The fabrics have been determined, the blocks from the panel cut and the stripes have been sliced into strips. Purchases for the remaining Kona cotton will be later, once I have determined the blocks that will be added or incorporated using the panel. A stash only needs to be as big as a stash needs to be. Although, a healthy collection of solids would not be a bad idea. There is just that storage and accessibility issue.
The go to book for an exhaustive and inspiring collection of quilt blocks is “The Quilters Album of Patchwork Patterns-more than 4050 peiced blocks for quilters” by Jinny Beyers. The blocks are consistently photographed, organized by grid, and beautifully rendered. There is even a grid tool that slips into the back of the book.
|Larger Peppermints, the solid green blocks will be the 4 1/2" printed blocks from the panel|
Keeping in mind the sizes I have to work with, I set out just browsing the book of blocks I liked and thought would be fun to do, lending themselves to central blocks and use of borders.
The block sizes from the panel are as follows.
- Large blocks 10 x 10 finished
- Medium sized blocks 7 x 7 finished
- Small blocks 4 1/2” x 4 1/2”
- Large rectangles
- Small rectangles
- strips of 2” stripe
- strips 2 1/2” stripe
- strips of 3” stripe
All strips are 1 3/8” yds long. Pattern repeats are to be determined for matching pattern.
|A swirling cup with red handles, the green will be a border stripe|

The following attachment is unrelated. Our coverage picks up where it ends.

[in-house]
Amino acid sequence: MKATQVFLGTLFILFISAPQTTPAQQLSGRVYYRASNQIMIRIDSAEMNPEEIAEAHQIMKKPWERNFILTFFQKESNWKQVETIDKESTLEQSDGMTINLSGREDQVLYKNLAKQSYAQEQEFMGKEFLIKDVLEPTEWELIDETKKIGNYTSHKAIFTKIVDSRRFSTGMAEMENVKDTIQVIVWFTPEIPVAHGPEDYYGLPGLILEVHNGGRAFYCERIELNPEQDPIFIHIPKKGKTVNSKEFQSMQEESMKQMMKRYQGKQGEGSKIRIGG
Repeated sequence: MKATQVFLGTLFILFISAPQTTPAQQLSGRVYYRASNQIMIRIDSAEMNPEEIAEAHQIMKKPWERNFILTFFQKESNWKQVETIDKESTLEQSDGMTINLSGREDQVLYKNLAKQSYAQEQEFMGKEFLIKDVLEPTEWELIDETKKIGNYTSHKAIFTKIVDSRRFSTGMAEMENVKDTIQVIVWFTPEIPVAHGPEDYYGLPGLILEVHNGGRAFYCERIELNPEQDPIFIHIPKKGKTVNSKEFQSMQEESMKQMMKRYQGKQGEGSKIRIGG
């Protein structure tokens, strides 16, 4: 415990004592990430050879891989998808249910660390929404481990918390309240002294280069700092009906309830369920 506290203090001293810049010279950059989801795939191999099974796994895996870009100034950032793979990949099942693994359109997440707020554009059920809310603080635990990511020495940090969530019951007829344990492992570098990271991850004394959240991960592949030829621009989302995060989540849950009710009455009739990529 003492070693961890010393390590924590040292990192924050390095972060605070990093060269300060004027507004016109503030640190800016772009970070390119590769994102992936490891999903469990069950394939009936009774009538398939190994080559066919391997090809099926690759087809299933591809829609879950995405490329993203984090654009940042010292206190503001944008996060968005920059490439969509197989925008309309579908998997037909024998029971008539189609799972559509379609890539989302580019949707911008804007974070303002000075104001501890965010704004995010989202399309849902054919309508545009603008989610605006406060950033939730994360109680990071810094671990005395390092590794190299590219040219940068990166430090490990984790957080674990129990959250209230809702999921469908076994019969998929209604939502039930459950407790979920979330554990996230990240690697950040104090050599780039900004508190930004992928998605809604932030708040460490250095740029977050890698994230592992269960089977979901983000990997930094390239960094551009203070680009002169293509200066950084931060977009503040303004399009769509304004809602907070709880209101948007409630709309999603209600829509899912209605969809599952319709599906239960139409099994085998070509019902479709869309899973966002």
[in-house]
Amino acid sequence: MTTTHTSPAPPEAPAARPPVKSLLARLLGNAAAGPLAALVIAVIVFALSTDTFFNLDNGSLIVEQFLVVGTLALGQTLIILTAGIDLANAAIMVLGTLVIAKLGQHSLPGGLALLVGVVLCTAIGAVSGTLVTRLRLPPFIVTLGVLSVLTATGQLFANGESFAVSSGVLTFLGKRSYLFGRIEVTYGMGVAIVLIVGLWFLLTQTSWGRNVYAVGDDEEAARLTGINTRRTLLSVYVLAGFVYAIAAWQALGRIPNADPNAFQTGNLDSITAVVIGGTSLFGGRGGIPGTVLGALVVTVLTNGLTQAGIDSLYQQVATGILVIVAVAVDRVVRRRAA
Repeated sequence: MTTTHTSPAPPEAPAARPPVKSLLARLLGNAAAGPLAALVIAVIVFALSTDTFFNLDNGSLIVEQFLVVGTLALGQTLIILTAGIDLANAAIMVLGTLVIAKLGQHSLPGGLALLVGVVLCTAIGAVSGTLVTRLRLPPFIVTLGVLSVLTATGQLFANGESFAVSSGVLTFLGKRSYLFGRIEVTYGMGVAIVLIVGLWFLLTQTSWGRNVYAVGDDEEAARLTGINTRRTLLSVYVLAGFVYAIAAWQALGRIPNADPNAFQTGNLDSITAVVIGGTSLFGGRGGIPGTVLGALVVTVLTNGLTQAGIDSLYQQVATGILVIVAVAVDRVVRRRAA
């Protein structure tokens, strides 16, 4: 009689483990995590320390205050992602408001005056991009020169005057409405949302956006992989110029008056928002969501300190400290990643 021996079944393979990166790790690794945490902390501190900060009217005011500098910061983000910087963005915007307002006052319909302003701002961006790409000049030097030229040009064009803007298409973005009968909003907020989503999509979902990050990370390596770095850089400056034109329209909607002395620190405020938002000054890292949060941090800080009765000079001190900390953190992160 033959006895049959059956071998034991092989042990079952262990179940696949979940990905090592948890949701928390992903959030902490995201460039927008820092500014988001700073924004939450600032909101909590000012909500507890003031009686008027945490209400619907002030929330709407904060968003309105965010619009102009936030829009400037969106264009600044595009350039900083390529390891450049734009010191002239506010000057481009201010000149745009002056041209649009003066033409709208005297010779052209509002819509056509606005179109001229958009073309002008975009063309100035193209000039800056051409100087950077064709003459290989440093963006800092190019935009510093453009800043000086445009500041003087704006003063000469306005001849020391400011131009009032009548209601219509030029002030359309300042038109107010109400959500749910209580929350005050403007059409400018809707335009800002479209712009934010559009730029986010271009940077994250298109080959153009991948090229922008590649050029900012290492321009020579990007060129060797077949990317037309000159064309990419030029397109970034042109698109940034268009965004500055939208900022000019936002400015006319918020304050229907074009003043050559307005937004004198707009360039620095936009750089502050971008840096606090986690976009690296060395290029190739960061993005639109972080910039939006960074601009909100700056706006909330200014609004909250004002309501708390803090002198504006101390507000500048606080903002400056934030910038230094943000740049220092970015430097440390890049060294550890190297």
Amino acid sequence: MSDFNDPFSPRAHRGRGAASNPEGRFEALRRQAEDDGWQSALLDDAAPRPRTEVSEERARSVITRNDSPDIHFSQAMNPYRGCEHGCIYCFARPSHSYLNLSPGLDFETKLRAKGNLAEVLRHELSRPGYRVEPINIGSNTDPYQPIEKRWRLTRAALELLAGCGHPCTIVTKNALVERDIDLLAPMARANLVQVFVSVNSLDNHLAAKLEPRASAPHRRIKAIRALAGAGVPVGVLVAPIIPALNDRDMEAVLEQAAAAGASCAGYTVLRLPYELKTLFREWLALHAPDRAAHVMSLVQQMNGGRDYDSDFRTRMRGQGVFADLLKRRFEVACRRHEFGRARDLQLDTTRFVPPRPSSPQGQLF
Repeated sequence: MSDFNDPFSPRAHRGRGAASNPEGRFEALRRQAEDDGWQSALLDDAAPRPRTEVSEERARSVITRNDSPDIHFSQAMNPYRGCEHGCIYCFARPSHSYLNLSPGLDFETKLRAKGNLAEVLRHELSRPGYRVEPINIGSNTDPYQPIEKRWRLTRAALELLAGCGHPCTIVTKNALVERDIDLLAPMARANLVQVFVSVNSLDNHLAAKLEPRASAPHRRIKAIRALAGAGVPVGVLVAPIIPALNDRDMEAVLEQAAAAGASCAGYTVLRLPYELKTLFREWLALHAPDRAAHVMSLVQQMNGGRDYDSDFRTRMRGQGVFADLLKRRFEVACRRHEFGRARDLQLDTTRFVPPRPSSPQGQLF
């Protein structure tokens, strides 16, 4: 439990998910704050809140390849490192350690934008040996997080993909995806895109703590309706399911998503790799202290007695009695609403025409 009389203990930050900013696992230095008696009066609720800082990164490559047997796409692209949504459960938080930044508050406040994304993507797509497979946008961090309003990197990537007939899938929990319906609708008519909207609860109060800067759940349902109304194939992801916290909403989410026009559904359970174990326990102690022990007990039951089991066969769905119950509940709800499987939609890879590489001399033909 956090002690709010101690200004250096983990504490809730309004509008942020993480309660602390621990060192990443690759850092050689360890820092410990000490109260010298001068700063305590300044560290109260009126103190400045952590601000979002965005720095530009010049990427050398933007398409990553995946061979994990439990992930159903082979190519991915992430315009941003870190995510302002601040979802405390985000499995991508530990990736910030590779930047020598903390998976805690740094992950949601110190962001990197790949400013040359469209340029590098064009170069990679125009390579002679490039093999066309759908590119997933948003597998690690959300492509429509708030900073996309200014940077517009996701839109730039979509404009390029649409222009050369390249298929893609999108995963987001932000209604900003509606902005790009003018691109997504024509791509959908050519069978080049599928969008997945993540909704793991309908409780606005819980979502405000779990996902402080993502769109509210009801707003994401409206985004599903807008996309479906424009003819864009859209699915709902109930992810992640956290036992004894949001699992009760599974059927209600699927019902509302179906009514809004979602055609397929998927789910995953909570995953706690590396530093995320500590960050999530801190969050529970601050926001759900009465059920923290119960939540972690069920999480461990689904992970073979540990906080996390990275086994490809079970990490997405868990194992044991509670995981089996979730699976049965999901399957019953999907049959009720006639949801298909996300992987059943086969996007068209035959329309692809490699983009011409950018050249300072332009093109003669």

Some of the blocks are shown incorporating stripes into their composition. I think this makes for and interesting composition because the element of line is strongly introduced into the work.
|A band of mint candies through the espresso and cream|
I went through again and looked at grid and finished size. Some blocks and catagories overlapped in my preference, this became my master list. From this list, I narrowed it down to 4 options, per block size, based on similar elements of the blocks.
|Swirling Espresso and cream (not sure why the color shifted when I imported, still same espresso|
I think I may explore adding the rectangles or stripes to one side of the blocks and make assymetrical blocks. This could be an interesting challenge in layout. A hot chocolate sampler, without looking like a sampler.... I like that idea. There are so many blocks and so many interpretations of them! And I would not get bored doing the same thing over and over. Although doing multiples of the same thing in a repetitive manner also has its benefits. Such as streamlining production and efficiency and the ability to just slip into auto pilot and meditation, while working with such a sumptuous material.
|Swirling Mocha with a cherry|
Also, my preference in design is assymetry rather than symmetry and one doesn’t see a great deal of it in quilting. Being a non-conventional quilter myself, the appreciation of traditional designs, methods and approaches to quilting is highly regarded. We can’t all do the same thing. Each of us have a passion that is poured into the projects and it results in a self expression that is individual for each of us.
|More Peppermint and chocolate|
|Espresso & Cream swirl|